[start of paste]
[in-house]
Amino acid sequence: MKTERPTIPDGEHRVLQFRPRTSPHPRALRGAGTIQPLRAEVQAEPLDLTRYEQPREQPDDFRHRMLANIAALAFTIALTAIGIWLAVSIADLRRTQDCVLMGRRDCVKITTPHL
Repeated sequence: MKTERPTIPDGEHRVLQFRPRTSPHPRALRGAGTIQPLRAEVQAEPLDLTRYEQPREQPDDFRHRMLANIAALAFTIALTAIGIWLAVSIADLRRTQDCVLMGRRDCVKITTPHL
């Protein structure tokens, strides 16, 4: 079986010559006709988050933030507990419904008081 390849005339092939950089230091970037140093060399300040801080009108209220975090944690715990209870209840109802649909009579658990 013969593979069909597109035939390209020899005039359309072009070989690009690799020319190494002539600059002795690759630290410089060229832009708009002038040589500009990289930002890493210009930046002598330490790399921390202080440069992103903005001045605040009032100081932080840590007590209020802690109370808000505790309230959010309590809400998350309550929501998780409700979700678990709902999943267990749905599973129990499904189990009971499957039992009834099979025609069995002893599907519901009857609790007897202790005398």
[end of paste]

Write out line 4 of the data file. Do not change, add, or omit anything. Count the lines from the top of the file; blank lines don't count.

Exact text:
């Protein structure tokens, strides 16, 4: 079986010559006709988050933030507990419904008081 390849005339092939950089230091970037140093060399300040801080009108209220975090944690715990209870209840109802649909009579658990 013969593979069909597109035939390209020899005039359309072009070989690009690799020319190494002539600059002795690759630290410089060229832009708009002038040589500009990289930002890493210009930046002598330490790399921390202080440069992103903005001045605040009032100081932080840590007590209020802690109370808000505790309230959010309590809400998350309550929501998780409700979700678990709902999943267990749905599973129990499904189990009971499957039992009834099979025609069995002893599907519901009857609790007897202790005398």